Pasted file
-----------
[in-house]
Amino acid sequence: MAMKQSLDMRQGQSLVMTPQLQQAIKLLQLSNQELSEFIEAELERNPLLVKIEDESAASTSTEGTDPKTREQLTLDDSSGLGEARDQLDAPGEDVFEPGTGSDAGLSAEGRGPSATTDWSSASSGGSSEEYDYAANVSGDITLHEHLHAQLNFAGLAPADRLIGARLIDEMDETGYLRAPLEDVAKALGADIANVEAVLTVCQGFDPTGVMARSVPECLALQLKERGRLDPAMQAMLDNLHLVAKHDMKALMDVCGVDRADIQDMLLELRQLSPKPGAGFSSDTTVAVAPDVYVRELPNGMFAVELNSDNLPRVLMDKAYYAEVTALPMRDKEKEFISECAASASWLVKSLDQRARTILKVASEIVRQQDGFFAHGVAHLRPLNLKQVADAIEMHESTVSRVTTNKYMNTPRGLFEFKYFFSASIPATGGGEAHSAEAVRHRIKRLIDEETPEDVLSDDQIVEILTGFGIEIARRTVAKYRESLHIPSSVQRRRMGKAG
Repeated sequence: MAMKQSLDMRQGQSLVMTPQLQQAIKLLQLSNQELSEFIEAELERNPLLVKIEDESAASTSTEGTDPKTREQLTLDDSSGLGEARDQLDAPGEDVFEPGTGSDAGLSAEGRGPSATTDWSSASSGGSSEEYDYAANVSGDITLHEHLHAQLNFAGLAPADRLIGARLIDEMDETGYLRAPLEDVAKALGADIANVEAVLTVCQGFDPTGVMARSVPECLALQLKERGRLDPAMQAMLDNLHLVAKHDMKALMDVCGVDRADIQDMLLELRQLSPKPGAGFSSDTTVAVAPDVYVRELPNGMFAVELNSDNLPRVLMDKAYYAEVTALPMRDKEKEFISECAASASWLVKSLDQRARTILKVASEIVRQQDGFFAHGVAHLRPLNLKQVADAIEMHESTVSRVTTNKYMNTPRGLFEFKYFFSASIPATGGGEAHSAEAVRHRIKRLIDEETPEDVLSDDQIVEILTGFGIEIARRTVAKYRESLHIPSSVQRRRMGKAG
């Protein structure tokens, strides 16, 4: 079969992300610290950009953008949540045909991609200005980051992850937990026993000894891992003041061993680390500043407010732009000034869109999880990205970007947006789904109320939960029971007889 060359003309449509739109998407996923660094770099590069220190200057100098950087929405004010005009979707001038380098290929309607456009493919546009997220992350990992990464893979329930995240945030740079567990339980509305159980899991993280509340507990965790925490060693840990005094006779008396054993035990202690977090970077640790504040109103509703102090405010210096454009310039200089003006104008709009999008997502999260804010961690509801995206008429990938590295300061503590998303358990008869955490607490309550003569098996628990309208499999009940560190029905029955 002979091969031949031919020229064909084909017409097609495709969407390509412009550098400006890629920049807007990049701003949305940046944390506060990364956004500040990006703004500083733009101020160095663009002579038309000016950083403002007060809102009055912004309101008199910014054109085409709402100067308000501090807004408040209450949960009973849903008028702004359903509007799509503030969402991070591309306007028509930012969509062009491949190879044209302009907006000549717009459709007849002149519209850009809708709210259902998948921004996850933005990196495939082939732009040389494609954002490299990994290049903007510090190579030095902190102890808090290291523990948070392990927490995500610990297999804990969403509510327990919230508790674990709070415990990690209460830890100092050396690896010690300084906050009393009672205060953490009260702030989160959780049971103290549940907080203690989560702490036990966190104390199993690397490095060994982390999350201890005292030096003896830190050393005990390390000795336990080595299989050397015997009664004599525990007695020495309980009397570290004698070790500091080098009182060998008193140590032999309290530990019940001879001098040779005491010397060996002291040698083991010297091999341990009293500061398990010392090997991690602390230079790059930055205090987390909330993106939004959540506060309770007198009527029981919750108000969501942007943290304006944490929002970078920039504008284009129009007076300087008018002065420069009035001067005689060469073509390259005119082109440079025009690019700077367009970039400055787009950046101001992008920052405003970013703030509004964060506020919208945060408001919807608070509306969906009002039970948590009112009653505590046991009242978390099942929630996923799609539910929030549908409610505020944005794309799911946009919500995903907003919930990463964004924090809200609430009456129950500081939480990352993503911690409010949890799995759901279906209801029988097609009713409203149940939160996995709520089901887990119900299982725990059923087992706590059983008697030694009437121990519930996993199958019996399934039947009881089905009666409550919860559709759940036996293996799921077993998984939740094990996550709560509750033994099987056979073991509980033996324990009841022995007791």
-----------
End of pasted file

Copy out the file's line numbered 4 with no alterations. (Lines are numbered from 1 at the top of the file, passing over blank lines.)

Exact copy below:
């Protein structure tokens, strides 16, 4: 079969992300610290950009953008949540045909991609200005980051992850937990026993000894891992003041061993680390500043407010732009000034869109999880990205970007947006789904109320939960029971007889 060359003309449509739109998407996923660094770099590069220190200057100098950087929405004010005009979707001038380098290929309607456009493919546009997220992350990992990464893979329930995240945030740079567990339980509305159980899991993280509340507990965790925490060693840990005094006779008396054993035990202690977090970077640790504040109103509703102090405010210096454009310039200089003006104008709009999008997502999260804010961690509801995206008429990938590295300061503590998303358990008869955490607490309550003569098996628990309208499999009940560190029905029955 002979091969031949031919020229064909084909017409097609495709969407390509412009550098400006890629920049807007990049701003949305940046944390506060990364956004500040990006703004500083733009101020160095663009002579038309000016950083403002007060809102009055912004309101008199910014054109085409709402100067308000501090807004408040209450949960009973849903008028702004359903509007799509503030969402991070591309306007028509930012969509062009491949190879044209302009907006000549717009459709007849002149519209850009809708709210259902998948921004996850933005990196495939082939732009040389494609954002490299990994290049903007510090190579030095902190102890808090290291523990948070392990927490995500610990297999804990969403509510327990919230508790674990709070415990990690209460830890100092050396690896010690300084906050009393009672205060953490009260702030989160959780049971103290549940907080203690989560702490036990966190104390199993690397490095060994982390999350201890005292030096003896830190050393005990390390000795336990080595299989050397015997009664004599525990007695020495309980009397570290004698070790500091080098009182060998008193140590032999309290530990019940001879001098040779005491010397060996002291040698083991010297091999341990009293500061398990010392090997991690602390230079790059930055205090987390909330993106939004959540506060309770007198009527029981919750108000969501942007943290304006944490929002970078920039504008284009129009007076300087008018002065420069009035001067005689060469073509390259005119082109440079025009690019700077367009970039400055787009950046101001992008920052405003970013703030509004964060506020919208945060408001919807608070509306969906009002039970948590009112009653505590046991009242978390099942929630996923799609539910929030549908409610505020944005794309799911946009919500995903907003919930990463964004924090809200609430009456129950500081939480990352993503911690409010949890799995759901279906209801029988097609009713409203149940939160996995709520089901887990119900299982725990059923087992706590059983008697030694009437121990519930996993199958019996399934039947009881089905009666409550919860559709759940036996293996799921077993998984939740094990996550709560509750033994099987056979073991509980033996324990009841022995007791």